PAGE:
Aircraft Experts Modify Plane to Rescue Travelers Stranded on Pacific Island

They may not exactly be castaways, but 12 visiting conservatory trustees from Louisiana on Wednesday were stuck on a remote tropical island in the Pacific Ocean, KITV reported.

The trustees were due to leave Palmyra Island, about 1,000 miles southwest of Hawaii, on Saturday. But the only plane that flies directly to the island, owned by the Nature Conservancy of Hawaii and protected as a national wildlife refuge, needs an engine replaced.

The stranded visitors will have to wait for Pacific Air Charters at Honolulu International Airport to fit a twin-engine Cessna plane with a 75-gallon fuel tank to get the plane to Christmas Island, 300 miles off Palmyra, KITV reported.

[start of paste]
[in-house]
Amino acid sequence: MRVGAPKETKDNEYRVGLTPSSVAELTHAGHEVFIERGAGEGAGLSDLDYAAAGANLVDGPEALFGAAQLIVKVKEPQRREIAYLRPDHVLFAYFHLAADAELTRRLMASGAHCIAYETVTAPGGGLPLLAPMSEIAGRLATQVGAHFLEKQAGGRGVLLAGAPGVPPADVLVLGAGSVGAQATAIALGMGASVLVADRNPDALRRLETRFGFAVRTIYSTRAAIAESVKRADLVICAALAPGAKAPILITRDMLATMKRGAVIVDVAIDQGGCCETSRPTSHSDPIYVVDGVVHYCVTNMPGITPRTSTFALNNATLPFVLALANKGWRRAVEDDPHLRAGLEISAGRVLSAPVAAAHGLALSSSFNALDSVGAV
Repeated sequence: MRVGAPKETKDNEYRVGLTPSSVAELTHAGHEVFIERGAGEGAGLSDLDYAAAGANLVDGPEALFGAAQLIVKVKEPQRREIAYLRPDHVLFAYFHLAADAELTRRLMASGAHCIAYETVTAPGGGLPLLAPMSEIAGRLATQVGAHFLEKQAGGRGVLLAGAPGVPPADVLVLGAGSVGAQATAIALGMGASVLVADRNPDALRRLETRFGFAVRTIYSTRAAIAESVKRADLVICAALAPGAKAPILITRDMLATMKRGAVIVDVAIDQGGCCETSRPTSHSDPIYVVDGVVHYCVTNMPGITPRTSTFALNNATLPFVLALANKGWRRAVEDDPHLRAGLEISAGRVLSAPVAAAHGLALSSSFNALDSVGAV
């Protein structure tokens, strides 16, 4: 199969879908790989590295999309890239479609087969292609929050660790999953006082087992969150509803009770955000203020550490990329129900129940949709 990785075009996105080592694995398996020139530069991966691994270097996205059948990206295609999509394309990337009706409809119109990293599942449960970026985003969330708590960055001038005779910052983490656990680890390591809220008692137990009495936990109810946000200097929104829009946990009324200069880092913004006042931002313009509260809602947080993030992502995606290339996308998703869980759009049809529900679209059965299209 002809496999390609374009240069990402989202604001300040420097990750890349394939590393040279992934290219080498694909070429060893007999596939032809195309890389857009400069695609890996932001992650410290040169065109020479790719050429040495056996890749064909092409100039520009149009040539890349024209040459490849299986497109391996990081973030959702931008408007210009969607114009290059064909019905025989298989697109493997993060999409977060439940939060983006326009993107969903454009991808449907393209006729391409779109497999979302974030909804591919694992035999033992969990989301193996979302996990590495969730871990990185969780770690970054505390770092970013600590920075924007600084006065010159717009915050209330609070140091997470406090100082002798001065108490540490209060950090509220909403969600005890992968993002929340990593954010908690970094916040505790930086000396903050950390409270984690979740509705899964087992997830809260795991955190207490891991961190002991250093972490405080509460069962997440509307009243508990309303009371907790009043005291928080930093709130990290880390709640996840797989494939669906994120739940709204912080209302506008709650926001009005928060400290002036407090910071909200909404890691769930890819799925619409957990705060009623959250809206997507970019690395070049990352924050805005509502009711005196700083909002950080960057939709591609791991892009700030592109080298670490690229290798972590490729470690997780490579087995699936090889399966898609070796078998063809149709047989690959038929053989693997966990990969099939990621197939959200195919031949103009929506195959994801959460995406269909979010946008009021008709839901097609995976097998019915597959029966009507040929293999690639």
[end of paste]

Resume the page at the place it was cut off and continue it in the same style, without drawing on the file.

The plane then will ferry the trustees off Palmyra Island in two trips. Pilot mechanic Rob Szabo said the mission could be finished by Thursday.

"Anytime you modify an aircraft you have to do a lot of paperwork, and it has to be approved by the FAA — a lot of I's to dot and T's to cross," Szabo told KITV.

Palmyra has electricity, cabins and supplies, due to its hosting an international research outpost; however, Nature Conservancy Director Suzanne Case said it still is important to get the visitors off as soon as possible.

"They've been there a week and it's time to get off, and they have commitments to move on to," Case told KITV. "They are taking it very well. They know that we are moving forward in a safe and calculating way to find an alternative aircraft to transport them."

Palmyra has a coral runway, which requires a special plane, especially with Federal Aviation Administration rules, KITV reported.

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